Usually I try to go to as many cities as possible. Every time I go back to a city there are always people with signs and posters. They ask me for signatures, too, and bring me gifts. Most of them buy my DVDs, and that is really good because I can make some money and give it to my parents. I don’t have to worry about food and clothes. I also use a lot of the money to go to the favelas and give bread and water to the people there.

      It sounds like you certainly feel dedicated to a higher calling.
      My parents and God are always there to help me. I love what I do, and it is the best to see the masses touched by the word of God. My goal in life is to win as many people as possible for the Kingdom of God. I don’t want to be afraid of all the bad things that are happening in the world.

      Alex Silva, Photo courtesy of the Silva family

      Alex Silva, 15 years old

      Vice: Please tell us the story of your birth.
      Alex:
      I’m the son of a prophecy. When my mom got pregnant, a prophet came to her and told her that I was going to be an instrument in the hands of God. Here in Brazil we have a strong belief in prophecies like that.

      So you’ve been at this is for some time.
      I’ve been preaching since I was nine years old.

      How do you prepare for a sermon?
      Every preacher has his own ritual. The first thing is that I don’t do anything that stresses me. The second thing is that I read a certain passage of the Bible that I want to talk about. The third thing is that I read religious books in general so that I get to know more about the topic and can preach better, and the fourth thing is that I always think a lot about everything I read. Also, I always try to rest right before a sermon—I pray and fast to face the Holy Ghost.

      Is there a special child-preacher training program in Brazil?
      I never had the chance to take religious classes. My rhetoric, my preaching, and my creativity all come from God. I have my own motivation, which is more important than a class.

      But the point is that everyone starts on the same footing. When do the miracles come into play?
      You need to be anointed to make miracles and to do healings and bring people back to life. You need to win souls for God’s realm.

      Have you seen miracles?
      Yes, I’ve seen a lot of them.

      What role do your parents play?
      My mom was always a friend, a partner, a helper, and a safe harbor. She is the supporter of my creation. She helps me with everything I do, supports me, and prays wherever I pray so that God blesses me.

      Tell us about your own prayer.
      When I pray, I speak to God. When I pray, I’m in total peace and the Holy Ghost comes down to me so that my soul finds peace with God. If you ask me how often I pray, I have to say that I usually don’t pray longer than five minutes—but I never have more than five minutes where I don’t pray. The secret is that you always have to talk to God. It doesn’t matter how often, it matters how you pray.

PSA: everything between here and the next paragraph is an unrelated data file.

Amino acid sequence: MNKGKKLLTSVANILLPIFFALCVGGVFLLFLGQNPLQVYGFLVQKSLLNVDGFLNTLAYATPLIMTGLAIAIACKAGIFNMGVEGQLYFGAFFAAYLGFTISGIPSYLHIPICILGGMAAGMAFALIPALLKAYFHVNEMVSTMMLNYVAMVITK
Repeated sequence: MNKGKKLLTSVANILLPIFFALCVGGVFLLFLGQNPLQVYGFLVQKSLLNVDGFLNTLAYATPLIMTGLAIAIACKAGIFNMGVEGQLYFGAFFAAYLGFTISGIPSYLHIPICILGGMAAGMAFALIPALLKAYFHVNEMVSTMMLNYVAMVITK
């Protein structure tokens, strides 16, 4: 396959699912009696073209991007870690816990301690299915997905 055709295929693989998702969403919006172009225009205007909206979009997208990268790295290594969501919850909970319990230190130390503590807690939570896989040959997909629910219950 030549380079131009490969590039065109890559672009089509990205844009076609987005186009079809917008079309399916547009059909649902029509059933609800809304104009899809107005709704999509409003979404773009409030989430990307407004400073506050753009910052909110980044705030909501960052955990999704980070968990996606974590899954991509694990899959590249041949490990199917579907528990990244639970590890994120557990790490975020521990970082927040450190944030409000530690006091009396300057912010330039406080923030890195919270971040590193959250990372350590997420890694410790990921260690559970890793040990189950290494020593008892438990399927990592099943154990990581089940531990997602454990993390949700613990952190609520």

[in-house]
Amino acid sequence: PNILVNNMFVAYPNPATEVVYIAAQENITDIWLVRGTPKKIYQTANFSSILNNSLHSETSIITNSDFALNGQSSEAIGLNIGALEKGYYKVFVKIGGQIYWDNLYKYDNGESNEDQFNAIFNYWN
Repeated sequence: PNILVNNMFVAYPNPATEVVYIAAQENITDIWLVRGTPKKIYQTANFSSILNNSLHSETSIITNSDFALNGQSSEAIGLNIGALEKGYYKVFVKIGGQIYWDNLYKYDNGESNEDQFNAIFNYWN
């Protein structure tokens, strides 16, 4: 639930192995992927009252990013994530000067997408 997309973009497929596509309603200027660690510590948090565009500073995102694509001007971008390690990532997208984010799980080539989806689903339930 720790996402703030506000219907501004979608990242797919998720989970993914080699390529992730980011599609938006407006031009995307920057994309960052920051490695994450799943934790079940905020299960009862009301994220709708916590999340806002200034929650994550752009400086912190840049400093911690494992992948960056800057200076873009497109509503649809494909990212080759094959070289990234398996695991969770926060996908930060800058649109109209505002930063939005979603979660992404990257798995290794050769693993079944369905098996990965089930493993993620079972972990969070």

And when you aren’t praying and you aren’t preaching? What do you do then?
      This sounds like the fun part of the interview. When I don’t pray to God I watch TV. Sometimes I read books or play video games. I recently started to get into soccer and tennis with my friend Waldir. He became my tennis teacher, but to be really honest I love soccer more. I’m not that different from any other kids my age. I’m just precocious when it comes to my gift.

      Do you have a girlfriend?
      How can you dare to ask that? Of course not.

      Are you nervous before you go on stage to preach?
      In the beginning I was pretty nervous. Not because of the crowd, but because of the spiritual responsibility: I’m a portal for God’s voice on earth to the people.

      What was the greatest moment of your life?
      I’ve seen a lot of miracles in other people’s lives because they found God. I grew up in a very poor environment, and God changed my whole life. He came down to me and gave me this gift to spread his words. I became very popular all over Brazil, and even in other countries. Every time I see someone crying because he is so touched by my words, it warms my heart.

      Your DVDs are among the best-selling ones out there. I take it the money’s pretty good.
      Many of my DVDs are sold around here, but the guys who make the most money are the ones who pirate them. Also, I do a lot of preaching all over the country. I do make a lot of money, but you have to know that the costs of what I do are pretty high, too.

      Oh? Give us an idea, please.
      For every sermon I do in public I get a new suit. I buy a lot of religious books. I have to pay for my education and for food. Also, together with Waldir I try to help the kids who really need it, because they don’t get any help from the state or the church. At Christmas and during Easter everybody gets gifts from us in the favelas. We try to help the poorest people.

      What is your goal in life?
      That is a pretty good question. We live in a materialistic and pessimistic world. People just live to work, to get food, and get food to work more. That’s how the world is right now. I want to bring love to the people. I want to free the people’s minds. I want to change the world.